- Women who have given birth to at least four children will be granted life-long exemption from personal income tax liability on income derived from work.
- Families with three children or more can now apply for a 2.5 million HUF, non-repayable grant toward the purchase of a new, seven-seater car.
- The Government will provide complete creche coverage through the construction of 21,000 nursery places over the next three years.
- Hungarian grandparents who are still active on the labour market will be eligible for childcare allowance.
Walshe attempts to depict this somehow as a “sinister” policy, and paints it against a backdrop shaded by the political narrative that freedom suffers in Hungary, comparing Orbán to the Taliban. Here, again, the author exhibits a poor grasp of the facts.
He claims that the Central European University has been “expelled” from Budapest. That’s false. In fact, it received accreditation for five more years in February 2018. What the author may have referred to is the relocation of several of CEU’s programs to Vienna, which would have continued to hand out American diplomas despite the current legislation. Yes, it may be detrimental to the university’s business model, but it’s a legal and administrative matter, not a political one.
On press freedom, Walshe claims that 80 percent of Hungarian media is controlled by one of Prime Minister Orbán’s “cronies”. Once again, not true. On the contrary, liberal media outlets in Hungary reach a much wider segment of the public. The online media, for example, is dominated by left-liberal giants: HVG, Népszava, Index.hu, 444.hu, Mérce, and átlátszó.hu, just to mention a few. On this front, it’s fair to say that those portals that are staunch critics of the government make up a clear majority.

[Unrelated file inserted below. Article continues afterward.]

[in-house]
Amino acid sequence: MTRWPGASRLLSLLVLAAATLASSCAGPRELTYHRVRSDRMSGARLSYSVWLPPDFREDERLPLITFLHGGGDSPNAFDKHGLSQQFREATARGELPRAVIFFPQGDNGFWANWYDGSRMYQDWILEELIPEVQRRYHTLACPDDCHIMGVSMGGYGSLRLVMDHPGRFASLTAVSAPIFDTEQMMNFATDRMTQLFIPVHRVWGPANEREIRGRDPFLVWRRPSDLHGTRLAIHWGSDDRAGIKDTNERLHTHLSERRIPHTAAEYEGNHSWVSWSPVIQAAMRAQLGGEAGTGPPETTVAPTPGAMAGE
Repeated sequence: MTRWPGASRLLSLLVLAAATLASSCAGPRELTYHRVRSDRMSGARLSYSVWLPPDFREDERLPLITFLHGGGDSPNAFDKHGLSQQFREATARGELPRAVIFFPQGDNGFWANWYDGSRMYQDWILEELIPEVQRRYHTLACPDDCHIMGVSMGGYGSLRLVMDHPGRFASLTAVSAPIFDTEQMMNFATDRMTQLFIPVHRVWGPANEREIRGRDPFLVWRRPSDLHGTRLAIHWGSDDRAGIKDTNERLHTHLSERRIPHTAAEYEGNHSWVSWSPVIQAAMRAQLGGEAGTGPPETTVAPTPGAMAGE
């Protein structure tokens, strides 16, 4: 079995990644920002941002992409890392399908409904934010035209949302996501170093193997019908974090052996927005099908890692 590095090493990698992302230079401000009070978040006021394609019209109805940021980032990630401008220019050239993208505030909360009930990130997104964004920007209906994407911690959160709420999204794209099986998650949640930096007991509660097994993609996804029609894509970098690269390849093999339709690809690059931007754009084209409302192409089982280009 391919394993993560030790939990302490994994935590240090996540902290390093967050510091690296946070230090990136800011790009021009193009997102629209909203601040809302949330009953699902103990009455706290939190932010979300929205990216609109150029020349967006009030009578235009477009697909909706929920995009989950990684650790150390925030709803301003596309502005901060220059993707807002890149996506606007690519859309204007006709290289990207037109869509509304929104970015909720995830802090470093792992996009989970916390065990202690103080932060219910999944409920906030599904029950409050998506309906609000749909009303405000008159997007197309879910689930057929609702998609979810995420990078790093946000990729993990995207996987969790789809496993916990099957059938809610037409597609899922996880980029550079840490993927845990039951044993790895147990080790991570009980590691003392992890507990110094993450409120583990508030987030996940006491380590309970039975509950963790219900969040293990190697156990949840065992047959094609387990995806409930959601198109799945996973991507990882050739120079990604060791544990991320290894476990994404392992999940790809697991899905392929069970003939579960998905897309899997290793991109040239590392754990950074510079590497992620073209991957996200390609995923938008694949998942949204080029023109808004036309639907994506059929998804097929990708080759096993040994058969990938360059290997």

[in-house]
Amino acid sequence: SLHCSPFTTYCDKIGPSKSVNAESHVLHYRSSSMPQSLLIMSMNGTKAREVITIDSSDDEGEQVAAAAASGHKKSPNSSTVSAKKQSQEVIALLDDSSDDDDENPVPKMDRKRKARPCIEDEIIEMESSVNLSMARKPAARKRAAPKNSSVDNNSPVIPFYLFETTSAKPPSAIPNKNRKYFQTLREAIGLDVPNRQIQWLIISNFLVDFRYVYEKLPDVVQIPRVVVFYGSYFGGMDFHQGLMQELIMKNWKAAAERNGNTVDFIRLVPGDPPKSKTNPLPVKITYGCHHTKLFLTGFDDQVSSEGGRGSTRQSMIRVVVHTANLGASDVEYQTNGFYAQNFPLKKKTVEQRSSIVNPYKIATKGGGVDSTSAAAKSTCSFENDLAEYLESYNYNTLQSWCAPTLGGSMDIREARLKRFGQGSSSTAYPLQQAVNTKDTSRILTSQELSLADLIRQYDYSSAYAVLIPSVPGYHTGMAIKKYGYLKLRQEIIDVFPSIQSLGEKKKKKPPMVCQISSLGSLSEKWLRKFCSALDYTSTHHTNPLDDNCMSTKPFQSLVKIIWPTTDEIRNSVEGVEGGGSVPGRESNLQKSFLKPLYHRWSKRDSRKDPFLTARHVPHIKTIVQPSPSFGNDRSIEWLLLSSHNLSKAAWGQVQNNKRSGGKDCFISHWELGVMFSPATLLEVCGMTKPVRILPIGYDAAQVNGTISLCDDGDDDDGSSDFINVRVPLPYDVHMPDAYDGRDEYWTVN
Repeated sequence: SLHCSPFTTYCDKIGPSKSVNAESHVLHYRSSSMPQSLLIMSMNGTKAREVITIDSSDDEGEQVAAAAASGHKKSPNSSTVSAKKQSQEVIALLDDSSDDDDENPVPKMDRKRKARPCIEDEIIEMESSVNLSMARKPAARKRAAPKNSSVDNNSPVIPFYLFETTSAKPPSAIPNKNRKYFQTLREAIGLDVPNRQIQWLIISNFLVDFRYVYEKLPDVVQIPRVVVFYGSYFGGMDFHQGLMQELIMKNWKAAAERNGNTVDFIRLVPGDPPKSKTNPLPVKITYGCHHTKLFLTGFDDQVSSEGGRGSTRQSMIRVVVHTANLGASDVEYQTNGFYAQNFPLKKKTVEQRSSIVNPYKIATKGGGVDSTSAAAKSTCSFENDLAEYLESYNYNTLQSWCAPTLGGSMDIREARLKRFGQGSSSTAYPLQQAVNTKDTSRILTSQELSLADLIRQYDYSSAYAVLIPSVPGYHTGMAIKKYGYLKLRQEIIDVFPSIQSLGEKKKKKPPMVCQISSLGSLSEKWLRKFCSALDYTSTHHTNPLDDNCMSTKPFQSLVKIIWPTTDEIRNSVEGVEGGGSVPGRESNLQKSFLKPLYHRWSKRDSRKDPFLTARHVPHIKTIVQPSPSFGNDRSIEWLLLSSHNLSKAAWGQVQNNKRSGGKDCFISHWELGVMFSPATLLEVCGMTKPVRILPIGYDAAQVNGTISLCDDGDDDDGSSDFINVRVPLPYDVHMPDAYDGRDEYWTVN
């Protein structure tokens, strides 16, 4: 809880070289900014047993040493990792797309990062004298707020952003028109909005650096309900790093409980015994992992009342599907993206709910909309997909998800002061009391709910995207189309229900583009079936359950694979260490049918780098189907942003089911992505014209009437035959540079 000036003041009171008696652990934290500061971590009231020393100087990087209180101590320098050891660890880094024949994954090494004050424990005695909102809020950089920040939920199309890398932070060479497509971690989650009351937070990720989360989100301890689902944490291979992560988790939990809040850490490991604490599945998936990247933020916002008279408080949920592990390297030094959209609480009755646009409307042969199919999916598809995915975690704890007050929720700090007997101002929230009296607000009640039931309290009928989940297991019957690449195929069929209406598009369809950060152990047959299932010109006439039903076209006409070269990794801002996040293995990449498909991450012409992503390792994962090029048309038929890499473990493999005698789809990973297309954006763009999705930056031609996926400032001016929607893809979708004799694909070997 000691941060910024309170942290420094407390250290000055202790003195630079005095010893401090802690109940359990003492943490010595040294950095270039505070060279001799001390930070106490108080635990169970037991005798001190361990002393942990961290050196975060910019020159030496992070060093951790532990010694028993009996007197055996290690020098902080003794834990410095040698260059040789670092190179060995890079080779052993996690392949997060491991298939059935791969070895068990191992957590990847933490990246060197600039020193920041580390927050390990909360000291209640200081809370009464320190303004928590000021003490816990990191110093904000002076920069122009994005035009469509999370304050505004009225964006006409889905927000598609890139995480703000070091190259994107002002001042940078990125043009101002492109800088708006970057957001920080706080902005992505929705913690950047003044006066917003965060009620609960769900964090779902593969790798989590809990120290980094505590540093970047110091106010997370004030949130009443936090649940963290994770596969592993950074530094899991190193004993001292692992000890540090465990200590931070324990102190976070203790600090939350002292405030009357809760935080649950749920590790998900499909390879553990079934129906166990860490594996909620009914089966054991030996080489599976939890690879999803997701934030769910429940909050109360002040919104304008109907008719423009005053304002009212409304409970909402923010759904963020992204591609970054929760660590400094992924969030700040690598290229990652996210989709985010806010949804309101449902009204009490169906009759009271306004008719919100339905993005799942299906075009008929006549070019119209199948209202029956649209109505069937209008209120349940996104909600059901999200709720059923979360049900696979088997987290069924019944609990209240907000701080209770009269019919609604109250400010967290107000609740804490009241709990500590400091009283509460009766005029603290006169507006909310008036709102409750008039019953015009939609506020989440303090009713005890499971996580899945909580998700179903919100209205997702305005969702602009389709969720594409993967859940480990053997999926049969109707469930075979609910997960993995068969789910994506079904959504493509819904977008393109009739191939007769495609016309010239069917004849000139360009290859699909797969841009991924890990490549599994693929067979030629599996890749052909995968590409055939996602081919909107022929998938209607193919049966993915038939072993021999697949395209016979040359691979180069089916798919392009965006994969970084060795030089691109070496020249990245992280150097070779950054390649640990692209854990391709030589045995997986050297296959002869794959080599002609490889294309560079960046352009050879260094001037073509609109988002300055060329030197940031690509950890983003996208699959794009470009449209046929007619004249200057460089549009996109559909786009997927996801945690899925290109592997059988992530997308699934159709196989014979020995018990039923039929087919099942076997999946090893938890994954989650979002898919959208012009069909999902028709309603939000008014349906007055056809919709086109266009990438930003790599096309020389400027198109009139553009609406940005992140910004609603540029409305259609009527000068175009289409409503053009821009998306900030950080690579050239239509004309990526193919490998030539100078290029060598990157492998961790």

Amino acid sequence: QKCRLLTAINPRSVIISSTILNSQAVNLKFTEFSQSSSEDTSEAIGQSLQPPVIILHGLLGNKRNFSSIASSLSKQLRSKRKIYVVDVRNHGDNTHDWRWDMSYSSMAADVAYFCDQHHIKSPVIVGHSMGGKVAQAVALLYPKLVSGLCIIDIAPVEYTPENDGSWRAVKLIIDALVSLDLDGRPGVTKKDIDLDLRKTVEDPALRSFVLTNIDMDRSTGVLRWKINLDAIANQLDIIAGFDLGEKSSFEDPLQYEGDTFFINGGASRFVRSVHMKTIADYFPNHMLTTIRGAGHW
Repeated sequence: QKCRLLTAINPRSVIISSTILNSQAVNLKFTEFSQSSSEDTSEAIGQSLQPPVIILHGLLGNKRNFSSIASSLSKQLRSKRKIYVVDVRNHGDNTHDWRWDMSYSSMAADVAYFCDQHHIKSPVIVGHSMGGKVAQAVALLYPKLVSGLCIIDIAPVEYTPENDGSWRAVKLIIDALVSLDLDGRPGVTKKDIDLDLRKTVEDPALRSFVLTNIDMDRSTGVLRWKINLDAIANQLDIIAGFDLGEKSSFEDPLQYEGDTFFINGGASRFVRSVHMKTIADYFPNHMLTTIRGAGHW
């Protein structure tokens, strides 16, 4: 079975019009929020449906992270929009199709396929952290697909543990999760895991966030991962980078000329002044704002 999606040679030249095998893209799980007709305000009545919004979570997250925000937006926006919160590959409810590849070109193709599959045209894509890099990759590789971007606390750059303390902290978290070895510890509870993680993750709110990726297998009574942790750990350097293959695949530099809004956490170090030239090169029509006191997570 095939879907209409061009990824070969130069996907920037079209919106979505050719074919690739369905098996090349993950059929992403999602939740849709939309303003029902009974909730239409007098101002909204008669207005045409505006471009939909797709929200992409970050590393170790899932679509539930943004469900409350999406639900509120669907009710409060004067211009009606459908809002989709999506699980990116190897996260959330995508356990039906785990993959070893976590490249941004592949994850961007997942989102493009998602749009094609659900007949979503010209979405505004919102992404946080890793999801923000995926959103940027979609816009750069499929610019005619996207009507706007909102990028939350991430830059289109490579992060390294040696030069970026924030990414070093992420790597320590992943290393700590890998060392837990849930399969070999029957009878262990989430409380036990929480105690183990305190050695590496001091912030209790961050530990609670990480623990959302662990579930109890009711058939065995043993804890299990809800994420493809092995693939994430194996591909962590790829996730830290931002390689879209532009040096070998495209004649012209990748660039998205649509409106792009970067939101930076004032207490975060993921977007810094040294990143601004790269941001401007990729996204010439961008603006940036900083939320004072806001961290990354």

Judicial independence and the construction of the new administrative court system have, of course, also made it to the author’s list of concerns. While Walshe suggests that administrative courts are being set up to limit the freedom of the judiciary, their establishment serves a rather practical purpose.
Under the new system, citizens and companies are enabled to have their administrative cases heard in front of a special court, dedicated to this particular field of law. This means, that the scope of judicial control has been, in fact, widened. There are many similar examples in Europe, including in Austria, Bulgaria, Finland, Germany, Greece, Lithuania, Luxembourg, Poland, Portugal, Sweden, and to a certain extent in the Czech Republic, Belgium, Italy, and France.
The author writes of an opposition reinvigorated by all this bad government. Polls, however, show that the governing parties maintain a massive lead among voters, whereas attendance at the demonstrations highlighted by many in the British media remained very small.
The Hungarian Government has made family policy a priority and spends around three percent of GDP on such financial support, compared to the EU average of around two percent. We’ve already begun to see some positive results. Between 2010, when Prime Minister Orbán took office, and 2017, marriages increased by a striking 42 percent in Hungary. In the same period, the number of divorces fell from 24 thousand to 18 thousand, while the number of abortions dropped by more than a third.
That’s not the kind of behaviour typical of a population suffering under a dictatorship, and those are the kinds of results that most true conservatives would applaud.